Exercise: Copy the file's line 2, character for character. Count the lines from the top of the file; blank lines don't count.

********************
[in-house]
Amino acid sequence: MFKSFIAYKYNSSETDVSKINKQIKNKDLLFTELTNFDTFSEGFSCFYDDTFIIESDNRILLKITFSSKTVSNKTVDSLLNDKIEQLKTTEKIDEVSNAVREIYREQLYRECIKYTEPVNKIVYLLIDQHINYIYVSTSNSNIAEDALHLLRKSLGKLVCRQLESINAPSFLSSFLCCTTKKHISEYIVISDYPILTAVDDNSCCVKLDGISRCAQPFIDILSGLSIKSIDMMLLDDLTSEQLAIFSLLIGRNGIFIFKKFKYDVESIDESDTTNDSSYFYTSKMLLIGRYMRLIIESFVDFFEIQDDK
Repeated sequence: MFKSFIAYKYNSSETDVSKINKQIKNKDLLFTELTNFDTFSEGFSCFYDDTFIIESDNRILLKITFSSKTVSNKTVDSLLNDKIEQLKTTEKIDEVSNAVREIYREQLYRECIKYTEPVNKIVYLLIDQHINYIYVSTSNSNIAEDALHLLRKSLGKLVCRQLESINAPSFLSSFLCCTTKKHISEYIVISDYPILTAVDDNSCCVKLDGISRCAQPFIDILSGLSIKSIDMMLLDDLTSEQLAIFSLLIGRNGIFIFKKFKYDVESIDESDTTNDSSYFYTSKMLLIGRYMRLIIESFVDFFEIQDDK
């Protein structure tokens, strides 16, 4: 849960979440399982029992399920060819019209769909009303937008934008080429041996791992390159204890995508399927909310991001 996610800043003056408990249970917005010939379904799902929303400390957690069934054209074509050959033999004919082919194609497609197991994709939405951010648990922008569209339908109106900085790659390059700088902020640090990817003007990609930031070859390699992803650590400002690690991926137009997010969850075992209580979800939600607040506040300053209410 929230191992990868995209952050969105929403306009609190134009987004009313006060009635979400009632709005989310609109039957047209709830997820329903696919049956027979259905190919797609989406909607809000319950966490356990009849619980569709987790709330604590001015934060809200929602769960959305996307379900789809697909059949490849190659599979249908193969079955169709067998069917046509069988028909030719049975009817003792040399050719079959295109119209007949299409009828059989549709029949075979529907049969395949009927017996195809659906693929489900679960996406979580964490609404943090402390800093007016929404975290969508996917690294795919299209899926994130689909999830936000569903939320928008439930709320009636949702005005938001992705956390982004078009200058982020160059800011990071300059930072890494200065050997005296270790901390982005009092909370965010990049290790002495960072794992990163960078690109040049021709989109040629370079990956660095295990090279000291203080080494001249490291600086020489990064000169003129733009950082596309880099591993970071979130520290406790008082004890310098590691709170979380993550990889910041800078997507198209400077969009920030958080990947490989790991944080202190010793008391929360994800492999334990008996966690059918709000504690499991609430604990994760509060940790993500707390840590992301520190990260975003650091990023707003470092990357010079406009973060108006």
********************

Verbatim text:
Amino acid sequence: MFKSFIAYKYNSSETDVSKINKQIKNKDLLFTELTNFDTFSEGFSCFYDDTFIIESDNRILLKITFSSKTVSNKTVDSLLNDKIEQLKTTEKIDEVSNAVREIYREQLYRECIKYTEPVNKIVYLLIDQHINYIYVSTSNSNIAEDALHLLRKSLGKLVCRQLESINAPSFLSSFLCCTTKKHISEYIVISDYPILTAVDDNSCCVKLDGISRCAQPFIDILSGLSIKSIDMMLLDDLTSEQLAIFSLLIGRNGIFIFKKFKYDVESIDESDTTNDSSYFYTSKMLLIGRYMRLIIESFVDFFEIQDDK